I LOVE transoms!!!...and it is quite obvious I have a 'thing' for decorating with X's!!

I started a new blog where stories will be published about the farm and the animals if you enjoy reading!


Julie said...

I meant to add that I would really value your opinion .. like you - I work hard not to dismiss the Lord from my work.


soulsearcher said...

i love the interiors..i always wanted to go to a school for interior design or architecture or just build a big house when i win uk lottery..*sighs* when will that be..i so love interior designs..

araon said...

I posted mine! I'm so excited about this. Thanks for hosting it! Add

custom kitchens said...

It is always very much necessary to have a lovely doorway because that is what defines the home first.And the first impression matters...nice ideas here.

vwitcher said...

That settles it: I AM going to put transoms above the interior doors in my new house. We have 10-ft. ceilings throughout and I had the builders frame for 8-ft. tall doors, but was having misgivings that they were going to llook too tall and skinny.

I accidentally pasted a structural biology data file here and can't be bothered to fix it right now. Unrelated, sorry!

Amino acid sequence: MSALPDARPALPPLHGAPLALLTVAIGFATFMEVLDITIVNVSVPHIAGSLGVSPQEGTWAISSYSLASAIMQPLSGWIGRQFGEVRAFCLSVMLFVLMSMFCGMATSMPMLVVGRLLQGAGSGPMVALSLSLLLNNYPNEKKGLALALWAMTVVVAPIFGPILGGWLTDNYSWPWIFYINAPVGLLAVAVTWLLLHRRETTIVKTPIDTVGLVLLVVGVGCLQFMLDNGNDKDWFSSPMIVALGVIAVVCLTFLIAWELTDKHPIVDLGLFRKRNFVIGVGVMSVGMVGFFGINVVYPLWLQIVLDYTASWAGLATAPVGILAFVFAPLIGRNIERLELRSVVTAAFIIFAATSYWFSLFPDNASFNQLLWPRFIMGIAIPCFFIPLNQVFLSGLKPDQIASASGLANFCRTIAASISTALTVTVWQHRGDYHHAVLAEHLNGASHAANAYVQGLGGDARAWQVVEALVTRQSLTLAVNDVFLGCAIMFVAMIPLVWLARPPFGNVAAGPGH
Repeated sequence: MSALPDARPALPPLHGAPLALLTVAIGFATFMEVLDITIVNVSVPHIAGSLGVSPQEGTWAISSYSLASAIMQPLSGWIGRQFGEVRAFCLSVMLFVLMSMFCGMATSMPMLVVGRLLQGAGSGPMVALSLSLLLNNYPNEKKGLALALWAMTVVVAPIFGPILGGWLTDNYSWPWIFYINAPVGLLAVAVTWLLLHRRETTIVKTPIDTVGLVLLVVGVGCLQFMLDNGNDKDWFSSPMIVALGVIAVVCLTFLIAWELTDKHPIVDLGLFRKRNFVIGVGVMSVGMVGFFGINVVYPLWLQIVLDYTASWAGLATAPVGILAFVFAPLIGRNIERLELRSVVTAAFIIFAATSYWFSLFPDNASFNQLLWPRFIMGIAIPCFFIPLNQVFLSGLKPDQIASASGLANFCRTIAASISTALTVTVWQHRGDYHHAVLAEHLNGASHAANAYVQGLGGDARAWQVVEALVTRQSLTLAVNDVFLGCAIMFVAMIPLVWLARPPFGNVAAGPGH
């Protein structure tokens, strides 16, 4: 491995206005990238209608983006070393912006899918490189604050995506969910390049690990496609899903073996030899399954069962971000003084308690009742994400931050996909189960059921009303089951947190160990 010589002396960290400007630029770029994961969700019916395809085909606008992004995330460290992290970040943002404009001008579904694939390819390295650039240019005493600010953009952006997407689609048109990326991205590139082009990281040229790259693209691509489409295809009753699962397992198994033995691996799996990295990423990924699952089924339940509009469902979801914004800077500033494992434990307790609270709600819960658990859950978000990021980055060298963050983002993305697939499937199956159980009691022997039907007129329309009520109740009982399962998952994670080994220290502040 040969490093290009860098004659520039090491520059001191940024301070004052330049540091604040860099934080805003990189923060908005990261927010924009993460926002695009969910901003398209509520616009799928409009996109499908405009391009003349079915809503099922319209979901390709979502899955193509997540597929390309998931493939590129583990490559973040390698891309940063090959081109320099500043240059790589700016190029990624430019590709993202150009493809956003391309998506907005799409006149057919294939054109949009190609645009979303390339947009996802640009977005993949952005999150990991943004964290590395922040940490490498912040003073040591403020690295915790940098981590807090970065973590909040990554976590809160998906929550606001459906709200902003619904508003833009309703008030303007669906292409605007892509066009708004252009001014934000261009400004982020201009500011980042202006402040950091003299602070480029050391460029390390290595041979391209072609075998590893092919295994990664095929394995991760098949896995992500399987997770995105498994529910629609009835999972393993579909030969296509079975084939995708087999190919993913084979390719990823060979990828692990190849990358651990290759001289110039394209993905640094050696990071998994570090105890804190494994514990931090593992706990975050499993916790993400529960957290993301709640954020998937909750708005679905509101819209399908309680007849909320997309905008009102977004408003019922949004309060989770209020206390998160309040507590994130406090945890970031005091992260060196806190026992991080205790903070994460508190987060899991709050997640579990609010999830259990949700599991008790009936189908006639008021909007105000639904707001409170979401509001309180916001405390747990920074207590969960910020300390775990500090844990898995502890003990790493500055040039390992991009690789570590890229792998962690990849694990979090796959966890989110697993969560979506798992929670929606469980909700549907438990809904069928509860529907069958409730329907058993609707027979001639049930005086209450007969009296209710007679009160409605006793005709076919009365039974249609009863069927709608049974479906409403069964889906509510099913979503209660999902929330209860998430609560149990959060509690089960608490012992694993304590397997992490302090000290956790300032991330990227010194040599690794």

Thinking of my last house, where I "lit up" the many-doored hallway by putting mirrored transoms (just cheap mirrors framed to match) above the doors, I have decided to use fixed frosted glass panels above each 80" tall door. I will leave space beneath the glass (not visible from the floor) for air flow. The glass will allow wonderful natural light into the hallway, and I will be able to see if a light is on in a room so I can turn it off to conserve energy. On the pantry and power rooms, I will etch the respective named in the frosted glass for added interest. Thanks for a wonderfully evocative article!